Herrington, 83, served as mayor from 1974-81, before the Eastside population boom reshaped Issaquah from a former coal-mining and logging settlement into a center for high-tech and service industries. Later city leaders credited Herrington for creating a City Hall culture more responsive to citizens’ concerns.

“One of the things I learned from him is that you can disagree without being disagreeable,” former Mayor Rowan Hinds said.

Compassion also defined Herrington’s legacy. In 1977, the then-mayor spearheaded Community Enterprises of Issaquah, a predecessor to AtWork! — a nonprofit organization dedicated to skills training and job placement for disabled people.

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Rowan and Barbara Hinds celebrate 50th anniversary

April 24, 2012

Rowan and Barbara Hinds

Apparently they were no fools to marry on April 1, 1962!

Rowan and Barbara met at Oregon State University in Corvallis, Ore., in 1960. Rowan was in the Army Reserve Officers Training Corps, and upon graduation in 1962, he was commissioned a second lieutenant and they got married. Their honeymoon was a cross-country trip to Augusta, Ga., where he attended basic officer’s school at Fort Gordon.

After more schooling at Fort Monmouth, N.J., Rowan was sent to France, where Barb joined him a few months later. They spent one year in France followed by two years in Germany before returning to Corvallis, where Rowan obtained his master’s degree.

In 1967, they moved to Longview when Rowan took a position with Northern Pacific Railway Timberlands (now Plum Creek Timber), and Barbara concentrated on building their first home and raising their toddler with a second on the way.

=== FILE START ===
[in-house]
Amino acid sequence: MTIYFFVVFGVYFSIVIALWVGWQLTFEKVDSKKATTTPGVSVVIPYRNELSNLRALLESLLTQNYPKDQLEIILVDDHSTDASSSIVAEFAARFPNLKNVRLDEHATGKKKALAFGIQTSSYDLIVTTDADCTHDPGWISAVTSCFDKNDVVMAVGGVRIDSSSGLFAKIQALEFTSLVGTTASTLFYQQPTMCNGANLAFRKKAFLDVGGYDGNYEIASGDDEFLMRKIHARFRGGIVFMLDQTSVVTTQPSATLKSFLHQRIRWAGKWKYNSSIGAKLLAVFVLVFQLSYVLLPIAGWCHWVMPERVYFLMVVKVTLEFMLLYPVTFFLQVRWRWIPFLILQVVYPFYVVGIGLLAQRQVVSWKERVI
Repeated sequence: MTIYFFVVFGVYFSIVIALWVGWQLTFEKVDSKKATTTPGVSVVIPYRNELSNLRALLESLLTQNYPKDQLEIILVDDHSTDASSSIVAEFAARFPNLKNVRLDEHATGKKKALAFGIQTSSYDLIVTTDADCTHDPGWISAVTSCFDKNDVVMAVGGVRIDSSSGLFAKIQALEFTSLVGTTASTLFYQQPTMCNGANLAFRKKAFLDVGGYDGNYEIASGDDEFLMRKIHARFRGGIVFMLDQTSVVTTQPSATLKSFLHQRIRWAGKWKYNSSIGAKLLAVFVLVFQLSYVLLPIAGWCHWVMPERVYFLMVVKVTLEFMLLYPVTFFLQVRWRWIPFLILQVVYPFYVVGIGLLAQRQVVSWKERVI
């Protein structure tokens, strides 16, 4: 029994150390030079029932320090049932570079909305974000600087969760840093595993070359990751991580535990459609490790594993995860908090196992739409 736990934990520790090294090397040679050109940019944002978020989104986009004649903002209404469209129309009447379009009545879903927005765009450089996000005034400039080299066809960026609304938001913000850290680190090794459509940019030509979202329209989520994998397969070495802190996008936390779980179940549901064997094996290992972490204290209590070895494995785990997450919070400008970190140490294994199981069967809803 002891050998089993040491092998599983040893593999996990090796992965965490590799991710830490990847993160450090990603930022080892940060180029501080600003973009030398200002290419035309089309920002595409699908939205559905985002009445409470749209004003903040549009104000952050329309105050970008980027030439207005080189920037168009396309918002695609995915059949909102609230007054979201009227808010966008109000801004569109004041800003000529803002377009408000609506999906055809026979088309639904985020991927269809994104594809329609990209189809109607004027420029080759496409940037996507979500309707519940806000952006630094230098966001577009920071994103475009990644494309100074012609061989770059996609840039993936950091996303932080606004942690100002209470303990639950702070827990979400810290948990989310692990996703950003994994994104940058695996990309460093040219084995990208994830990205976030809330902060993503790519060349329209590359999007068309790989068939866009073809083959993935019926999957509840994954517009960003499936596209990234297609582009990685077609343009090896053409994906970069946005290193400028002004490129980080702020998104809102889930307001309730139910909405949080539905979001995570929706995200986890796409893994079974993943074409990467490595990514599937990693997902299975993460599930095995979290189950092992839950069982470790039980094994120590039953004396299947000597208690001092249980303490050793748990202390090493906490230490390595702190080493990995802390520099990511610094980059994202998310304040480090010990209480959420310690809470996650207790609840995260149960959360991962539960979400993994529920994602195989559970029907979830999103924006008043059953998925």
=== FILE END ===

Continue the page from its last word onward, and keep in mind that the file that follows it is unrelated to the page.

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All in the family: Discover Issaquah’s sister cities

February 15, 2011

Issaquah sister-city bond fosters cross-cultural understanding in Morocco — and at home

The dominant color in Chefchaouen, Morocco — Issaquah’s sister city since April 2007 — is a dreamy shade of blue. Contributed

The grand and imposing door, set amid brick buildings and evergreens in downtown Issaquah, offers clues from a far-off place.

The door is as solid as the Rock of Gibraltar and built to endure for ages. The place is ancient.

The door is painted in the same soothing blue as a summer sky over the Mediterranean. The place is exotic.

The door is a gateway. The place is Chefchaouen, Morocco.

The door on the Issaquah City Hall grounds is a gift from Chefchaouen, a sister city almost 6,000 miles from the Cascade foothills.

The relationship is a study in contrasts.

Suburban Issaquah is perched on the outer rim of Greater Seattle. Chefchaouen is isolated in mountainous terrain, 100 miles from the nearest major city, Tangier. Chefchaouen is in Muslim-majority Morocco. Issaquah is in the secular United States.

Issaquah and Chefchaouen inked a sister-city agreement in 2007.

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Costco plans bargains in bulk from modest Issaquah headquarters

June 29, 2010

Every trip through a cavernous Costco Wholesale warehouse feels like a treasure hunt.

The company brings Dom Pérignon and Bud Light, platinum-set diamonds and scoopable cat litter, Prada handbags and Michelin tires together under the same flat roof.

Costco members line up to check out with carts full of their purchases at the flagship Issaquah warehouse. By Greg Farrar

The quest has been carefully designed for shoppers — 57.4 million Costco members worldwide. Shoppers must traverse vast retail plains and scan the jungle of exposed metal shelves for bargains in order to find loot — discounted Ugg boots, say, or smoked salmon.

Inside the Issaquah warehouse, customers hunt for deals in a retail ecosystem spread across 155,000 square feet. Costco cachet knows no class, no income. Part of the appeal, executives and industry watchers said, stems from the treasure hunt concept. Shoppers return to Costco for basics, yes, but also for the thrill of a surprise bargain.

“No matter what level of economic strata you are, you like good stuff,” company Chief Financial Officer Richard Galanti said. “Now, sometimes you have to choose to buy the chicken versus the steak, but the fact is, we’ve got some great stuff.”

The philosophy has made the Issaquah-based company the third largest retailer in the United States, the eighth largest on the planet and No. 25 on the Fortune 500.